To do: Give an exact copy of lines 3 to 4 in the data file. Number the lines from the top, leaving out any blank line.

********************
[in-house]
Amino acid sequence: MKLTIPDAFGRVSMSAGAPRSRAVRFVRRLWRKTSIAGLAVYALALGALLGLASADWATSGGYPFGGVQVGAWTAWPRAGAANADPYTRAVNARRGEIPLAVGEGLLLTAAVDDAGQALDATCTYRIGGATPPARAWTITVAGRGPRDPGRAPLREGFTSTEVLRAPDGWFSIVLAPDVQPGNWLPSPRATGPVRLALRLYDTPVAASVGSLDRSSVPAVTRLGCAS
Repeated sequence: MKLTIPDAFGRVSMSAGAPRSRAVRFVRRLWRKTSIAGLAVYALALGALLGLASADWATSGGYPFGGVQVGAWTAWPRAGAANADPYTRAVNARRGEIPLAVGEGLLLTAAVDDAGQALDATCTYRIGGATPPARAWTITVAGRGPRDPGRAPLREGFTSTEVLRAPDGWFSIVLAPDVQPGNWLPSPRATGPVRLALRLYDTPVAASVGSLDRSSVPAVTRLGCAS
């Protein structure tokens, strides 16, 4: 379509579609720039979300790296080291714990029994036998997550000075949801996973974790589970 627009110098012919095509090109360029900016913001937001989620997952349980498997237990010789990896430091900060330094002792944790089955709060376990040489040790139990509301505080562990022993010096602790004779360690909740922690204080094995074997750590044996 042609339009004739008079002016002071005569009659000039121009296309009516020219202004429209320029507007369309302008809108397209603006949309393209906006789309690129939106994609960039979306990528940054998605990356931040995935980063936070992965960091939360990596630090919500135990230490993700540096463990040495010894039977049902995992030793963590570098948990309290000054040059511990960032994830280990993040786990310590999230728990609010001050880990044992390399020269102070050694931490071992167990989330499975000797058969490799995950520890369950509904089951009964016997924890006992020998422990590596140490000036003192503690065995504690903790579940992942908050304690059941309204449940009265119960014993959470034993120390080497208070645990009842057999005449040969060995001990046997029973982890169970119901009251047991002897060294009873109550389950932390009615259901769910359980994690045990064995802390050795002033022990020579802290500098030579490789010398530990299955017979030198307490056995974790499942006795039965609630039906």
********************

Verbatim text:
Repeated sequence: MKLTIPDAFGRVSMSAGAPRSRAVRFVRRLWRKTSIAGLAVYALALGALLGLASADWATSGGYPFGGVQVGAWTAWPRAGAANADPYTRAVNARRGEIPLAVGEGLLLTAAVDDAGQALDATCTYRIGGATPPARAWTITVAGRGPRDPGRAPLREGFTSTEVLRAPDGWFSIVLAPDVQPGNWLPSPRATGPVRLALRLYDTPVAASVGSLDRSSVPAVTRLGCAS
């Protein structure tokens, strides 16, 4: 379509579609720039979300790296080291714990029994036998997550000075949801996973974790589970 627009110098012919095509090109360029900016913001937001989620997952349980498997237990010789990896430091900060330094002792944790089955709060376990040489040790139990509301505080562990022993010096602790004779360690909740922690204080094995074997750590044996 042609339009004739008079002016002071005569009659000039121009296309009516020219202004429209320029507007369309302008809108397209603006949309393209906006789309690129939106994609960039979306990528940054998605990356931040995935980063936070992965960091939360990596630090919500135990230490993700540096463990040495010894039977049902995992030793963590570098948990309290000054040059511990960032994830280990993040786990310590999230728990609010001050880990044992390399020269102070050694931490071992167990989330499975000797058969490799995950520890369950509904089951009964016997924890006992020998422990590596140490000036003192503690065995504690903790579940992942908050304690059941309204449940009265119960014993959470034993120390080497208070645990009842057999005449040969060995001990046997029973982890169970119901009251047991002897060294009873109550389950932390009615259901769910359980994690045990064995802390050795002033022990020579802290500098030579490789010398530990299955017979030198307490056995974790499942006795039965609630039906």